Putin Is Not Happy About U.S. and NATO Naval Activity in the Black Sea
Russian defense minister Sergei Shoigu told reporters earlier this month that U.S. and NATO guided-missile ships are attempting to “test” local Russian forces in the Black Sea region.
Russian president Vladimir Putin is “concerned” with NATO’s military activity in the Black Sea, said Kremlin spokesman Dmitry Peskov. It is “absolutely a matter of concern to him and he has spoken about this,” Peskov told reporters today, adding that the U.S. and Russian militaries are engaged in active deconfliction talks to stave off a regional conflict.
Putin reportedly raised these concerns during a phone call with acting German chancellor Angela Merkel: “The destabilizing and dangerous nature of the provocative activity of the U.S. and a number of other NATO countries in the Black Sea was noted,” read a Kremlin press statement, stressing what Moscow describes as the “unscheduled” nature of these movements.
Russian defense minister Sergei Shoigu told reporters earlier this month that U.S. and NATO guided-missile ships are attempting to “test” local Russian forces in the Black Sea region. “Well, you know when we see this: when a warship belonging to a non-regional power enters the Black Sea and we understand that it carries long-range precision weapons, when we see that these weapons are aboard it and it is not on a tourist tour, we, naturally, keep a close eye on it and track it and we understand that any provocations are possible at any time as was the case recently with a British destroyer and, of course, we must prevent such things,” said Shoigu, referring to an incident this summer in which the Russian military allegedly dropped bombs and fired warning shots to chase the British Type 45 destroyer HMS Defender out of Moscow’s claimed territorial waters off the Crimean coast.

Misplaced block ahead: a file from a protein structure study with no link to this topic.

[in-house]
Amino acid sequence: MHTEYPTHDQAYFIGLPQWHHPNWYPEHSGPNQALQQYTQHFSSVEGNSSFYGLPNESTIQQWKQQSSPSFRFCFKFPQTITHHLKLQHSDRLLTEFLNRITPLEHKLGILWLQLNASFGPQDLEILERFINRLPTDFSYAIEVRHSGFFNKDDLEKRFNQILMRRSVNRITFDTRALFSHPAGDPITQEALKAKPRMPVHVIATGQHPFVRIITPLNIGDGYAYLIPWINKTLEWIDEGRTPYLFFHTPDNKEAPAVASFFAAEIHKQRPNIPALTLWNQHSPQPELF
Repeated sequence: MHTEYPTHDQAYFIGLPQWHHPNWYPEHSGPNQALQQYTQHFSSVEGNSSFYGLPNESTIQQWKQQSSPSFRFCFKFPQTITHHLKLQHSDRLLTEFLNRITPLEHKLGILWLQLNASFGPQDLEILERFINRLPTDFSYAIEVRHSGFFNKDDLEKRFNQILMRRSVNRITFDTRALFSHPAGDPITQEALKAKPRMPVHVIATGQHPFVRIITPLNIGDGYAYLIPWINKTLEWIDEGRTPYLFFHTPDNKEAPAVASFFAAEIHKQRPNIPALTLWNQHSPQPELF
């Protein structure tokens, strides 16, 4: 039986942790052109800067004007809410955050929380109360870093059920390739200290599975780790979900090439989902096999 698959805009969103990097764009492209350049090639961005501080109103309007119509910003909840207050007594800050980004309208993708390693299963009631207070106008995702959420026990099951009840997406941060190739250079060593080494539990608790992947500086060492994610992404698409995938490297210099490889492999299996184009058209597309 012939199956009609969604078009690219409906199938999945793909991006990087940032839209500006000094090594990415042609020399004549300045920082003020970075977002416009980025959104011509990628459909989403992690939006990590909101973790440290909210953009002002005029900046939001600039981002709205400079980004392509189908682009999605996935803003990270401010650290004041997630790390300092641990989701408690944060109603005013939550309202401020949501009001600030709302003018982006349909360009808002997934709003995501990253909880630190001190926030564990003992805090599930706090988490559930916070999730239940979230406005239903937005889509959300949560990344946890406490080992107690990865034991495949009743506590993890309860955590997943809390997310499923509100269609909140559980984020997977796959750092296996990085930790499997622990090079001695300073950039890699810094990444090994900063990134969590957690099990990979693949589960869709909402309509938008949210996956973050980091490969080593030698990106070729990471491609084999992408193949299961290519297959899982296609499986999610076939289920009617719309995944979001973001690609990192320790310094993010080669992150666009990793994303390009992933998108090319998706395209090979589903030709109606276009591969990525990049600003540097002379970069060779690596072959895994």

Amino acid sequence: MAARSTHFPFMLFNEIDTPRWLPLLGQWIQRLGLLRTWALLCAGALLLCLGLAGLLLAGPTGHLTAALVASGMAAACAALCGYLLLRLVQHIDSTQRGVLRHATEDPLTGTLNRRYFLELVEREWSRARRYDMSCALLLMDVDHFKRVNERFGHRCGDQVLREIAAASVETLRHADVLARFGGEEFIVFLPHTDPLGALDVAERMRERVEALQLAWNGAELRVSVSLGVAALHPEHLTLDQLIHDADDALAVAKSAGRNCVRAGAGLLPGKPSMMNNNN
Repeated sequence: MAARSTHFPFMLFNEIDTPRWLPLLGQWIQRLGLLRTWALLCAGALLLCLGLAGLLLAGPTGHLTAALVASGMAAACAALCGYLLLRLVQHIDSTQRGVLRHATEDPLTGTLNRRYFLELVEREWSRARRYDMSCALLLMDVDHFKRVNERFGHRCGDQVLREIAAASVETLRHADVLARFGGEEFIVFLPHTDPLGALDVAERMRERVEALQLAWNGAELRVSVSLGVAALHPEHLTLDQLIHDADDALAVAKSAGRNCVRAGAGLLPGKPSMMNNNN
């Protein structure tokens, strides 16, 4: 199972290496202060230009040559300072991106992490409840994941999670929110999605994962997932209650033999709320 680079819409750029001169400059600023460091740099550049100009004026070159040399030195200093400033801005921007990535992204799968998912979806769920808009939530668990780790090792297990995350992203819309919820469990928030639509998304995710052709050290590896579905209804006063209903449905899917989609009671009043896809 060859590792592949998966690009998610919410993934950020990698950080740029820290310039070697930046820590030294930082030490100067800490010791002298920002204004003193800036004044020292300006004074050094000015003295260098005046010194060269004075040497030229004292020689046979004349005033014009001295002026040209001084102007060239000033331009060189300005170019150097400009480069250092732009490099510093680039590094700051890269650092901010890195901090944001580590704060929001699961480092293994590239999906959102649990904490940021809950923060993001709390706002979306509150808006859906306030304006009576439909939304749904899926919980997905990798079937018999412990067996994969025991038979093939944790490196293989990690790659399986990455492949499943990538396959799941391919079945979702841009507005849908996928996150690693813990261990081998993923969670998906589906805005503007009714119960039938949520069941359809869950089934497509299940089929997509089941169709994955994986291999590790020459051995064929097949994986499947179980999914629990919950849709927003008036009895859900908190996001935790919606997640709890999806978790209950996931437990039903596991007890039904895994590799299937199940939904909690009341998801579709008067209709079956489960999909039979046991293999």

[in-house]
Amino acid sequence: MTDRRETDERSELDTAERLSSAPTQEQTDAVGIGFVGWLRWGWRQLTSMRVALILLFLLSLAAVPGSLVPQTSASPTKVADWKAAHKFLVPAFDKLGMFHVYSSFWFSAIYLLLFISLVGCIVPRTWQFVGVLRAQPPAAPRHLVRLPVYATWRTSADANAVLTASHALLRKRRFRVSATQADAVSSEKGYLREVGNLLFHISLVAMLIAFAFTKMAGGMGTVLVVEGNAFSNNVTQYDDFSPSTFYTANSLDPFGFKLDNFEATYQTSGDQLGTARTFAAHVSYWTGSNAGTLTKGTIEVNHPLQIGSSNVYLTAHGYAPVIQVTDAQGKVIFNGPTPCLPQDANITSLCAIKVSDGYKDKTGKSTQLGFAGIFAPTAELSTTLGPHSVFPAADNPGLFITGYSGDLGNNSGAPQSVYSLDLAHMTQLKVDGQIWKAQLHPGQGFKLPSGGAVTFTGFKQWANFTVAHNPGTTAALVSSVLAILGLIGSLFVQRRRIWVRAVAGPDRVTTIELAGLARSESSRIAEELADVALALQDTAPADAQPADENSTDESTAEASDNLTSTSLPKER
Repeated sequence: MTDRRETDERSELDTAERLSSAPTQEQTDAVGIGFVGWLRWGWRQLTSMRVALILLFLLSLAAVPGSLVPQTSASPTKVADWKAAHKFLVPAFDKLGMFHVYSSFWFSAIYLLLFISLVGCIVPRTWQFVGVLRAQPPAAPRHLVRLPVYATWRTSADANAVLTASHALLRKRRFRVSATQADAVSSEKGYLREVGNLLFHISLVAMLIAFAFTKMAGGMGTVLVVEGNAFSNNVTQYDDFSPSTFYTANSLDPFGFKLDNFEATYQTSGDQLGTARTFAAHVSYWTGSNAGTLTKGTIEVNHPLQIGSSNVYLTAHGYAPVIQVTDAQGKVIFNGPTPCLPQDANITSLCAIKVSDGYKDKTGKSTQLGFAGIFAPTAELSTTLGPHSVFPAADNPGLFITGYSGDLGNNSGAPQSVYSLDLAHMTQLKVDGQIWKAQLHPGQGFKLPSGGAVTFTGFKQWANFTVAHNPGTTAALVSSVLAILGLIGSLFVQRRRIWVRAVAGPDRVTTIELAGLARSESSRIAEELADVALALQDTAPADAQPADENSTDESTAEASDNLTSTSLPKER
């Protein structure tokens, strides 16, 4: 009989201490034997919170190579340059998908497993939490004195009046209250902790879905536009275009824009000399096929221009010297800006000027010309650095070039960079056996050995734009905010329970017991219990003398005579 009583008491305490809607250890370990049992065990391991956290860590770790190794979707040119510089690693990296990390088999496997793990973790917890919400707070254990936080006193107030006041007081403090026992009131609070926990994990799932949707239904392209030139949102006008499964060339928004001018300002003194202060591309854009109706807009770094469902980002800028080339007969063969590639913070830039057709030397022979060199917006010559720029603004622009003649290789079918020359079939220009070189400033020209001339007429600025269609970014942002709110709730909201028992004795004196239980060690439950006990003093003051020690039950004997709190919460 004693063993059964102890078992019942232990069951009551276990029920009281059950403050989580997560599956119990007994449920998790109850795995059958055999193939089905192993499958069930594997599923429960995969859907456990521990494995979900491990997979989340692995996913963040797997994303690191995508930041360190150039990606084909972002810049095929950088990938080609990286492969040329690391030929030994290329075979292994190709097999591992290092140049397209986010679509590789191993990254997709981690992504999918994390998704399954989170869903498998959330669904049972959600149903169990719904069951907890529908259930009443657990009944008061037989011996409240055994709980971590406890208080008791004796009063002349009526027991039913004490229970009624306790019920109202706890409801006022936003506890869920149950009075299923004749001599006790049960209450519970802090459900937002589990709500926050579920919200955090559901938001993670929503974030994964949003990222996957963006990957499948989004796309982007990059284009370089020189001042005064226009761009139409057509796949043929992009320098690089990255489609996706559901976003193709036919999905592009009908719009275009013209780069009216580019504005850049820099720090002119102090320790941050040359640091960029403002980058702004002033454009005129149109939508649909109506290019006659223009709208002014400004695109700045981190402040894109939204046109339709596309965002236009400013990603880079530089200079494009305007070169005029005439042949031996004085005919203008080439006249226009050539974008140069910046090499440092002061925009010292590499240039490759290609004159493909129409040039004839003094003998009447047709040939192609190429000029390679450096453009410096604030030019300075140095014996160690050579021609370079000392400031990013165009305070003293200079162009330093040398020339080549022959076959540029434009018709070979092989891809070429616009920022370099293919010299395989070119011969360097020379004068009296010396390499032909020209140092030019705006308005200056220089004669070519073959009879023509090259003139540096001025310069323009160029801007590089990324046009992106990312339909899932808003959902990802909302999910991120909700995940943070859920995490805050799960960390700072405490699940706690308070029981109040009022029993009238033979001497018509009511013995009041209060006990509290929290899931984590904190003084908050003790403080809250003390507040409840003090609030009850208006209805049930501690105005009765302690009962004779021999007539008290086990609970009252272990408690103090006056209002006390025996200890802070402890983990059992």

“To speak more exactly, this is, of course, almost a constant attempt to test us to see how much we are prepared and how effectively we have built our system along the Black Sea coast and generally in the south of our country,” Shoigu added. “As I understand it, they are subsequently planning drills with our neighbors, drills with the Georgian and Ukrainian navies. But we also hold drills and will keep doing so.”
The command ship USS Mount Whitney and Arleigh Burke-class destroyer USS Porter, both belonging to the U.S. Sixth Fleet, are conducting joint movements in the Black Sea. According to press statements issued by the U.S. Naval Forces Europe and Africa/U.S. Sixth Fleet Public Affairs, Porter and Whitney are in the Black Sea to support regional NATO allies and partners. “NATO allies and partners stand together to ensure a safe, stable, and secure Black Sea, building partner capacity to improve effectiveness and interoperability,” read a press release from November 5. Defense Secretary Lloyd Austin traveled to Romania, Georgia, and Ukraine in late October to reassure Washington’s regional allies and partners in the face of mounting military tensions with Moscow.
Mark Episkopos is a national security reporter for the National Interest.